Also referred to as low load or system low, and illustrated in the ‘Duck Curve’, Minimum Demand is a challenge facing energy networks around the world.
Minimum Demand is the lowest level of energy demanded from the grid at a point in time. Under certain scenarios it can present challenges that can place the grid under strain and make the energy system vulnerable.
Low demand typically occurs during daylight hours in autumn and spring, on cloud-free sunny days, when temperatures are mild enough that larger energy consuming devices such as heaters, air conditioners and pool pumps aren’t turned on.
It is also more likely on sunny weekends or public holidays, when offices and large industry are off for the weekend and are not using power. The graph below is a clear example of this, with rooftop solar providing more than two-thirds (70%) of the State's electricity needs at that time.
WEM operational demand fuel mix (25 September 2023)
Image source: AEMO DPV Data Dashboard
With one in three households having their own rooftop solar generation, more solar is being exported than we can balance with demand.
At those times, we need to respond to the high quantities of solar being generated and exported into the grid to maintain and ensure grid stability. Without solar management measures, Minimum Demand could lead to widespread outages.
It’s critical that these measures are in place, as it takes far longer to fully restore a power system – a matter of physics, and not unique to Western Australia.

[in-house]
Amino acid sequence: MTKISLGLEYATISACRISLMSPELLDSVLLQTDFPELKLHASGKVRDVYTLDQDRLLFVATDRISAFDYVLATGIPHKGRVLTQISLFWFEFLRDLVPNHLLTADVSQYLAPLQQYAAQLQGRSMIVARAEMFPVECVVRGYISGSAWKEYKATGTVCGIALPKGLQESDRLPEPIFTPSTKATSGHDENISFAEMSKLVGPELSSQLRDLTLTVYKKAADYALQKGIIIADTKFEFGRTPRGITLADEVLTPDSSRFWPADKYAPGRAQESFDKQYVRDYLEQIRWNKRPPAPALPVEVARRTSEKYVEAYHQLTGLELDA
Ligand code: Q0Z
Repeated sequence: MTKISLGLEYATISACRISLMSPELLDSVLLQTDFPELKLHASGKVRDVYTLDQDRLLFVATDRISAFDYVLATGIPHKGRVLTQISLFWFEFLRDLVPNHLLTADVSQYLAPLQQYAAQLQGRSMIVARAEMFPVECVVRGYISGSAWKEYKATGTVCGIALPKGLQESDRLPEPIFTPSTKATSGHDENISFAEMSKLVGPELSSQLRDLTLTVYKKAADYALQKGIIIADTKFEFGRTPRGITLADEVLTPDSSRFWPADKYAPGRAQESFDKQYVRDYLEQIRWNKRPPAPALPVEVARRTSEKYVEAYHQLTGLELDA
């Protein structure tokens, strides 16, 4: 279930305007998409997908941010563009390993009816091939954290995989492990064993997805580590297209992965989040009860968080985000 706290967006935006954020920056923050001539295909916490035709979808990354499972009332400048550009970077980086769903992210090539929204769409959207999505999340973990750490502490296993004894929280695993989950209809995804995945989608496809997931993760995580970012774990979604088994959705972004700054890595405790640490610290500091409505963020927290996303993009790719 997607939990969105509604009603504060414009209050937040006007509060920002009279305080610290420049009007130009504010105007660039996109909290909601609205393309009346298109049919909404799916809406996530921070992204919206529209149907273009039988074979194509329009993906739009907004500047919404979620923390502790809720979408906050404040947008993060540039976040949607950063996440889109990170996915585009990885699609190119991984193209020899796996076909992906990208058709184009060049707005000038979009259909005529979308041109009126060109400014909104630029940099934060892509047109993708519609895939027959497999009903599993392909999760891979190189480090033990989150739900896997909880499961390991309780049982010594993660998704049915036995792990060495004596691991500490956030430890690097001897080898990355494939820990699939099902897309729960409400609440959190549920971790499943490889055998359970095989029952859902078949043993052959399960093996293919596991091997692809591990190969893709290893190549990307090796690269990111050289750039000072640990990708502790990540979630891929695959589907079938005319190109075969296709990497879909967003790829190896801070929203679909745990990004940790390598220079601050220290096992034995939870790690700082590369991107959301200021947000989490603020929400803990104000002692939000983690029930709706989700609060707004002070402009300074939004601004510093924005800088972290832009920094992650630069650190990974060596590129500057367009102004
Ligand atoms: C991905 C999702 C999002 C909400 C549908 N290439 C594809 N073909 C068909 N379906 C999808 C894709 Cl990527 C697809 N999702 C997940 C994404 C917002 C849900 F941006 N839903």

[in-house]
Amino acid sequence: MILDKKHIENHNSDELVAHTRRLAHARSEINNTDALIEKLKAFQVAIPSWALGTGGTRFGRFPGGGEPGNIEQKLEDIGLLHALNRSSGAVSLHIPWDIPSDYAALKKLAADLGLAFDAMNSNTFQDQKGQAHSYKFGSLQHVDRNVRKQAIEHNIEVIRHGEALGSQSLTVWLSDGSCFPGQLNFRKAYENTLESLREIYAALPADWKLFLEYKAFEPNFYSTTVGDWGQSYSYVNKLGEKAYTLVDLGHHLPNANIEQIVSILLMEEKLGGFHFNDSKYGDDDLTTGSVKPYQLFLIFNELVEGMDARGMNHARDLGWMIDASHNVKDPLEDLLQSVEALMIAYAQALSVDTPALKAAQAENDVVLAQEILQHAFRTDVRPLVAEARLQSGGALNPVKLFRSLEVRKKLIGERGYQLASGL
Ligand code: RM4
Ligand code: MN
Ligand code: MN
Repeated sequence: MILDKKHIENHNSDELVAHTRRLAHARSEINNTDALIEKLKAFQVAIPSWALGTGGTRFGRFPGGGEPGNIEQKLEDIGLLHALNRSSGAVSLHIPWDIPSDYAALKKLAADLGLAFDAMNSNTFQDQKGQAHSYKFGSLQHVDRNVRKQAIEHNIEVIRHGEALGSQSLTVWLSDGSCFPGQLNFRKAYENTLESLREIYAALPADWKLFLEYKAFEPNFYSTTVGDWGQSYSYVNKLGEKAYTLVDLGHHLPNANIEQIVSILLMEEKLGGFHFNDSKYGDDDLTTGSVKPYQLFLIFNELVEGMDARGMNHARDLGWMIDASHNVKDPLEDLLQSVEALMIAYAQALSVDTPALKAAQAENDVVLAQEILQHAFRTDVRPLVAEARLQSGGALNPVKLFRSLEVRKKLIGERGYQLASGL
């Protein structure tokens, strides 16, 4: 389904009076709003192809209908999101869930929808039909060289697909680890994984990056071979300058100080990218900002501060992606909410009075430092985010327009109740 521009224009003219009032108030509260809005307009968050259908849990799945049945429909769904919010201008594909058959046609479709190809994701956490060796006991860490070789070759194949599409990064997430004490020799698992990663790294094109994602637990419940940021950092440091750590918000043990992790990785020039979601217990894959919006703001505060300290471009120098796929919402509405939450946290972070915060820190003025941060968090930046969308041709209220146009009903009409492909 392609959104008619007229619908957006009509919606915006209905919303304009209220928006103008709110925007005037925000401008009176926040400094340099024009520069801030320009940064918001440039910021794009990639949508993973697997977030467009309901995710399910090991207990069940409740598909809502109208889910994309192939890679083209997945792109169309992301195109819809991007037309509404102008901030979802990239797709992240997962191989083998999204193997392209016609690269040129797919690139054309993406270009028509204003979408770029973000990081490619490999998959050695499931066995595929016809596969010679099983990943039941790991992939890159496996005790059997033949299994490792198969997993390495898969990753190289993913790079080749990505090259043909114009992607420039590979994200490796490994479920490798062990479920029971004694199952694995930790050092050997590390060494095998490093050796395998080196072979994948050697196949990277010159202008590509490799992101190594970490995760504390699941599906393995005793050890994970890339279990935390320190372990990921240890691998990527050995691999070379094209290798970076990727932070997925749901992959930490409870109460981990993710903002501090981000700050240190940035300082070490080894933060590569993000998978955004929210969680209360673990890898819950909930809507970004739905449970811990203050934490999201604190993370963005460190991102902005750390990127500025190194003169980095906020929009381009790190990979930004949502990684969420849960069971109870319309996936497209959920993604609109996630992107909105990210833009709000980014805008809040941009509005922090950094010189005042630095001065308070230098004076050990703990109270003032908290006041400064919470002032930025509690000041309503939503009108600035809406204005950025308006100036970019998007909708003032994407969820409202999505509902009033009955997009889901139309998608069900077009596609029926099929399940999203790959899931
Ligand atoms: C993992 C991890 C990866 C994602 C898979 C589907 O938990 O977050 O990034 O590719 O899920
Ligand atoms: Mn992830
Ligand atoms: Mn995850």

The SWIS is one of the largest stand-alone power grids in the world, around the same size as the United Kingdom and more than four times the size of Tasmania.
However, the number of electricity users is far lower than on other large grids, meaning we have a low density of customer connections.
The SWIS is also a fully islanded grid – it has no interconnectors to other grids. Most, if not all, other large grids rely on interconnectors to help them ride through system balance challenges.
As renewable energy supply increases, we are using fewer thermal generators that can be quickly dispatched to meet energy demand. This can make it difficult to maintain a secure balance when demand is very low.
However we have a number of short and long-term strategies in place to ensure we can manage Minimum Demand and continue to enable more rooftop solar uptake by residents and businesses.